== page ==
Generous solar feed-in tariffs are coming to an end in many states this year, exposing thousands of households to bill shock and paltry sums for solar power exported to the grid. However, a new solar energy trading platform being trialled in Western Australia could solve their woes and lead to increased penetration of renewable energy.
Perth company Power Ledger is trialling technology that will enable users to trade excess solar energy fed into the grid directly between one another, rather than sell it back to the energy retailer for a rate usually well below the retail price (feed-in tariffs are generally around 6c a kilowatt-hour, while retail prices can cost upwards of 25c/kWh).
Power Ledger is based on blockchain technology – the key innovation behind the Bitcoin currency – enabling ownership of energy to be identified as it’s generated while also managing the various trading agreements between consumers who buy the solar and those who generate it.
According to Power Ledger chair Jemma Green, this bypasses the addition of market costs and commercial margins, meaning cheaper renewable electricity – and more of it.
“The owners of excess energy can sell their surplus to their neighbours for less than the uniform tariff but more than they would get from selling it to their retailer,” Ms Green said. “Effectively, we’re cutting out the middle-man to save consumers, and to maximise returns for producers.
“It’s a win for the people who have been able to afford to invest in rooftop solar, but also a win for customers who haven’t: they will be able to access clean, renewable energy at effectively a ‘wholesale’ rate. Everyone wins.”
She said many people installed solar as an investment, and the technology worked to maximise the return on investment.
“Just as Airbnb and Uber have up-ended the hospitality and transport markets, Power Ledger has the potential to change forever the way we buy and sell energy to power our homes.”
Working in tandem with battery market
While the technology would allow users to on-sell energy to consumers rather than sell it back to the retailer or store it in batteries, Ms Green told The Fifth Estate it was not necessarily a threat to the battery storage sector.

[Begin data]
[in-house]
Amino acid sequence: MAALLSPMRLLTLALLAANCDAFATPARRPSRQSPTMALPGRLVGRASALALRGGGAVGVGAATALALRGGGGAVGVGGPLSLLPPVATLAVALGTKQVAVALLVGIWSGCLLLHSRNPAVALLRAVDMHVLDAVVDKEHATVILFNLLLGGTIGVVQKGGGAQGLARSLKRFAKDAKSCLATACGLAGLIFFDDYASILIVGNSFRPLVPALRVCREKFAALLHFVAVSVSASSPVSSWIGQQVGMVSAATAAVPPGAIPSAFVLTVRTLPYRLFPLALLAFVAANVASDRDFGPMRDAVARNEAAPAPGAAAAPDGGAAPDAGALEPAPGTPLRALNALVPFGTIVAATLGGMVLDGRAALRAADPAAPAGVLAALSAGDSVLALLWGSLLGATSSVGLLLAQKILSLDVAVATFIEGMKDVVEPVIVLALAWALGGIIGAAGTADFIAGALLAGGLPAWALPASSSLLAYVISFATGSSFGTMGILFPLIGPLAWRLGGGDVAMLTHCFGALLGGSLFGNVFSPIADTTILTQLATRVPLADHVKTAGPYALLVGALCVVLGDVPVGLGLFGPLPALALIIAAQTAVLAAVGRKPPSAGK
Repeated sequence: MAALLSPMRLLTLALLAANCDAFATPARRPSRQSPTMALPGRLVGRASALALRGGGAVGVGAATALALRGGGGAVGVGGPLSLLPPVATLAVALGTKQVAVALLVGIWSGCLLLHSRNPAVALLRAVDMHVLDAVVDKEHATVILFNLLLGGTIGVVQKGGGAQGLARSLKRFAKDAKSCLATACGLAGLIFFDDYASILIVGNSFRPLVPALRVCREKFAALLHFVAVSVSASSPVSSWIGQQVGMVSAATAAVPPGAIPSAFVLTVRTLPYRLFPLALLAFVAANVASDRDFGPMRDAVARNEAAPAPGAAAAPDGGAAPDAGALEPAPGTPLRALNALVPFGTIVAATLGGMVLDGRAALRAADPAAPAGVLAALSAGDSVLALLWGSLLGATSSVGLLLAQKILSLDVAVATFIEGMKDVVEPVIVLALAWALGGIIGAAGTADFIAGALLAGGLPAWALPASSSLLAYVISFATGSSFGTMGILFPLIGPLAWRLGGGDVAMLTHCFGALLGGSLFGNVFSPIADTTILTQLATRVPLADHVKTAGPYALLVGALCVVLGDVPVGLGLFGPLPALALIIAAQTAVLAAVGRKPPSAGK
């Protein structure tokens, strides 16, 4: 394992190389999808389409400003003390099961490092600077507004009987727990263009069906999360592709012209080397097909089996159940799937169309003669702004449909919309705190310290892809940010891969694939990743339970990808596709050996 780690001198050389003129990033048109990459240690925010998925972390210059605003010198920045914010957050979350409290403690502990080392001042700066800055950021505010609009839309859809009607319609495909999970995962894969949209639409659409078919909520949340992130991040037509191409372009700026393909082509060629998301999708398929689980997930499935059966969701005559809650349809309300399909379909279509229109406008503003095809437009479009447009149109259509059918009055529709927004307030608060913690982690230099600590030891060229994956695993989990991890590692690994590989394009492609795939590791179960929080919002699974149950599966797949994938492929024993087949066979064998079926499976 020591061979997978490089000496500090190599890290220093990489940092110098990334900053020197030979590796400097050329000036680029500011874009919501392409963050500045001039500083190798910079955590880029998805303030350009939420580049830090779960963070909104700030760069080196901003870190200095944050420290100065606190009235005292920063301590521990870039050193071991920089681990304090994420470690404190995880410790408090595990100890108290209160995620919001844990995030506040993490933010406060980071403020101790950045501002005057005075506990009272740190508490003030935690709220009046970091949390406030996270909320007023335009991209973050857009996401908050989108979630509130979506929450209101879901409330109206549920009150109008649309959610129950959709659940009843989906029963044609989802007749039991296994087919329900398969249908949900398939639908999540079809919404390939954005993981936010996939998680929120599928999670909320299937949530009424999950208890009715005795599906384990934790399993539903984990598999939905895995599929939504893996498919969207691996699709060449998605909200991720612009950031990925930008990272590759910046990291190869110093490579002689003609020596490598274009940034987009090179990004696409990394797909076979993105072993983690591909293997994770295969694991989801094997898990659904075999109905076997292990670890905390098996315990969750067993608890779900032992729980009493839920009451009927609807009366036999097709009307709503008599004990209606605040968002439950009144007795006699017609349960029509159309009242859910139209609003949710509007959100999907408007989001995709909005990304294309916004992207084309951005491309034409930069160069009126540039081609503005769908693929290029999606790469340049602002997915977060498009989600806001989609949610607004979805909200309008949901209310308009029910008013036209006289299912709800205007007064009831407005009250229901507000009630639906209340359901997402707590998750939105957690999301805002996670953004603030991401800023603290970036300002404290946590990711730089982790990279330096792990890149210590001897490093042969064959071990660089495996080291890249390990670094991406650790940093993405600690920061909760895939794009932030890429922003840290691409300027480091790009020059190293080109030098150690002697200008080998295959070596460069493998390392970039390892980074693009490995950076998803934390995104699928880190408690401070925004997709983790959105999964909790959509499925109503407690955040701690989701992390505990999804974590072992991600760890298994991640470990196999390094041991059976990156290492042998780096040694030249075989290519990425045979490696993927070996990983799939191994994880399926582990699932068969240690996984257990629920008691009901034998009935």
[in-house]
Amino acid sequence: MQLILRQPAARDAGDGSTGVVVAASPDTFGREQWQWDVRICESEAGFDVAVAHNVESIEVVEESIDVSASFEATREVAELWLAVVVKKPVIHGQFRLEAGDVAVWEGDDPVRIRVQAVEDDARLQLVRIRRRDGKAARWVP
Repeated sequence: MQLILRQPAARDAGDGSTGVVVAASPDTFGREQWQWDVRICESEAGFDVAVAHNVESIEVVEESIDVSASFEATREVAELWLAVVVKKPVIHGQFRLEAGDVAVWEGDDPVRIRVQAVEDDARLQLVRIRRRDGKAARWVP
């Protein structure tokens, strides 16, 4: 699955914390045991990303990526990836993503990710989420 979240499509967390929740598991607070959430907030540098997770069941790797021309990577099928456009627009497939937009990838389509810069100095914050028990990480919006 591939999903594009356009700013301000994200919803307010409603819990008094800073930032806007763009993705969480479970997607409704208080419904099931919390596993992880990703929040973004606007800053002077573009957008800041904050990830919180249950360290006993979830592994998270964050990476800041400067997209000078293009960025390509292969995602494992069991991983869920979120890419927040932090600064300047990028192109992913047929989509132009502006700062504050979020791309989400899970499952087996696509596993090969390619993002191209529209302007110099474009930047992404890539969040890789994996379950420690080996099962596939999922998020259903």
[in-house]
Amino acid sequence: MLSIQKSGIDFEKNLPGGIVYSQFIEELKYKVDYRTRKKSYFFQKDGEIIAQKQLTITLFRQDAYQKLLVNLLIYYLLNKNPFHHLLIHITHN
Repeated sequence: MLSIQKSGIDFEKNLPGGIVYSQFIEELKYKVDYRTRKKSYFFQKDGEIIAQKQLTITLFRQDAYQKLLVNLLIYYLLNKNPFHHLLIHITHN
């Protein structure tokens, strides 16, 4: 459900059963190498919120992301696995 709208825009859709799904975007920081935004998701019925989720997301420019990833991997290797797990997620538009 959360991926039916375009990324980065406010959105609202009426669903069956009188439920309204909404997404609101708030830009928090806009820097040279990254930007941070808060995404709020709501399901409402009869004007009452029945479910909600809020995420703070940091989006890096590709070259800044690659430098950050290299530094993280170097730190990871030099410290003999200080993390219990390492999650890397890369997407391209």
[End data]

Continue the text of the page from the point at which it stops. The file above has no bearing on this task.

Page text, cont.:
“I think it’s actually complementary, because people with batteries could use it as well to sell their battery-stored electricity back to the market if there was peak pricing,” she said.
As Australia moved towards cost-reflective pricing for electricity, this scenario would become likely, Ms Green said.
She also said the technology could lead to increased renewable generation, incentivising people to get larger solar systems for their homes.
“Householders at the moment are perhaps sizing their systems to supply their own needs, but if they could get a good return they may increase the size,” she said.
Not just for the resi sector
The move is set to disrupt more than just the consumer space though.
Ms Green provided an example of a local government, which in one space had high energy demand but no roof space, and in another area low energy demand but a lot of space for solar.
With technology like Power Ledger there would be a financial case for generating solar energy on the low demand area to then on-sell.
“Up until now they haven’t bothered installing solar … but [with the platform] you will start to see more renewables deployed onto the system.”
An opportunity, not a threat, for retailers